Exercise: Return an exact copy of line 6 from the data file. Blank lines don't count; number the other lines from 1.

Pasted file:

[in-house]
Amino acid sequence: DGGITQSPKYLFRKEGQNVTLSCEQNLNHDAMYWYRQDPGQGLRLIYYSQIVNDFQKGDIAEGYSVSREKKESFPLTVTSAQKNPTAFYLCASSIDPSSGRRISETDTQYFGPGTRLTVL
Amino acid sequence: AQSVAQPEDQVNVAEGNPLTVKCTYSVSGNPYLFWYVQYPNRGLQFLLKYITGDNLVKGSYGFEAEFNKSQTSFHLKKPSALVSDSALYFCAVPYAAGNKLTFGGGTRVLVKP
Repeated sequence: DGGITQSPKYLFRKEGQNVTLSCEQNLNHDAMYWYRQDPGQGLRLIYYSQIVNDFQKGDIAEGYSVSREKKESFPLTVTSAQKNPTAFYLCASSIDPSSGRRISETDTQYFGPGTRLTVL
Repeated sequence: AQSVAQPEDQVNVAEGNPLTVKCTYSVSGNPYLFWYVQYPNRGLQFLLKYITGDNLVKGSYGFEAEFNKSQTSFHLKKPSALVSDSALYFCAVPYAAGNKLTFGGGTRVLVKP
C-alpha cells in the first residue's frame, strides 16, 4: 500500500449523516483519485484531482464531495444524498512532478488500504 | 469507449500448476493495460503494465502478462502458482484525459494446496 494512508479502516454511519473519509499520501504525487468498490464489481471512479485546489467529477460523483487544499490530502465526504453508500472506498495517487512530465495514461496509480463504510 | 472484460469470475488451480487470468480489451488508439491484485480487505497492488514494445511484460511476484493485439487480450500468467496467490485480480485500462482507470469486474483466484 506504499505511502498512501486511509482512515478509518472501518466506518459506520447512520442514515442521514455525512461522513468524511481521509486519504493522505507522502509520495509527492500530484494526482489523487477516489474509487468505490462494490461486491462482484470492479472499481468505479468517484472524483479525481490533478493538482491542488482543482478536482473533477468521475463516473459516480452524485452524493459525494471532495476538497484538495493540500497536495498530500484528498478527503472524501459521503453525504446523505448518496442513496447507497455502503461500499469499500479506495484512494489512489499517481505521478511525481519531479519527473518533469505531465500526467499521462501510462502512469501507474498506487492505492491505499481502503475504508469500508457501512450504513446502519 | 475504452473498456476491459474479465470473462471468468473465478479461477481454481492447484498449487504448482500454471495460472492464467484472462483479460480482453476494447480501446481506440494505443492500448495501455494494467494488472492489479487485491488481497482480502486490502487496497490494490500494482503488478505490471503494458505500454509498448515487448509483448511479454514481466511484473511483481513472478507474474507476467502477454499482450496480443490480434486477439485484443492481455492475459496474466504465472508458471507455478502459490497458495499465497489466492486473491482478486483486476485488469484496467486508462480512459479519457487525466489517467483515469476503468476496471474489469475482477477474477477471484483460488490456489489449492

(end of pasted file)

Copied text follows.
C-alpha cells in the first residue's frame, strides 16, 4: 500500500449523516483519485484531482464531495444524498512532478488500504 | 469507449500448476493495460503494465502478462502458482484525459494446496 494512508479502516454511519473519509499520501504525487468498490464489481471512479485546489467529477460523483487544499490530502465526504453508500472506498495517487512530465495514461496509480463504510 | 472484460469470475488451480487470468480489451488508439491484485480487505497492488514494445511484460511476484493485439487480450500468467496467490485480480485500462482507470469486474483466484 506504499505511502498512501486511509482512515478509518472501518466506518459506520447512520442514515442521514455525512461522513468524511481521509486519504493522505507522502509520495509527492500530484494526482489523487477516489474509487468505490462494490461486491462482484470492479472499481468505479468517484472524483479525481490533478493538482491542488482543482478536482473533477468521475463516473459516480452524485452524493459525494471532495476538497484538495493540500497536495498530500484528498478527503472524501459521503453525504446523505448518496442513496447507497455502503461500499469499500479506495484512494489512489499517481505521478511525481519531479519527473518533469505531465500526467499521462501510462502512469501507474498506487492505492491505499481502503475504508469500508457501512450504513446502519 | 475504452473498456476491459474479465470473462471468468473465478479461477481454481492447484498449487504448482500454471495460472492464467484472462483479460480482453476494447480501446481506440494505443492500448495501455494494467494488472492489479487485491488481497482480502486490502487496497490494490500494482503488478505490471503494458505500454509498448515487448509483448511479454514481466511484473511483481513472478507474474507476467502477454499482450496480443490480434486477439485484443492481455492475459496474466504465472508458471507455478502459490497458495499465497489466492486473491482478486483486476485488469484496467486508462480512459479519457487525466489517467483515469476503468476496471474489469475482477477474477477471484483460488490456489489449492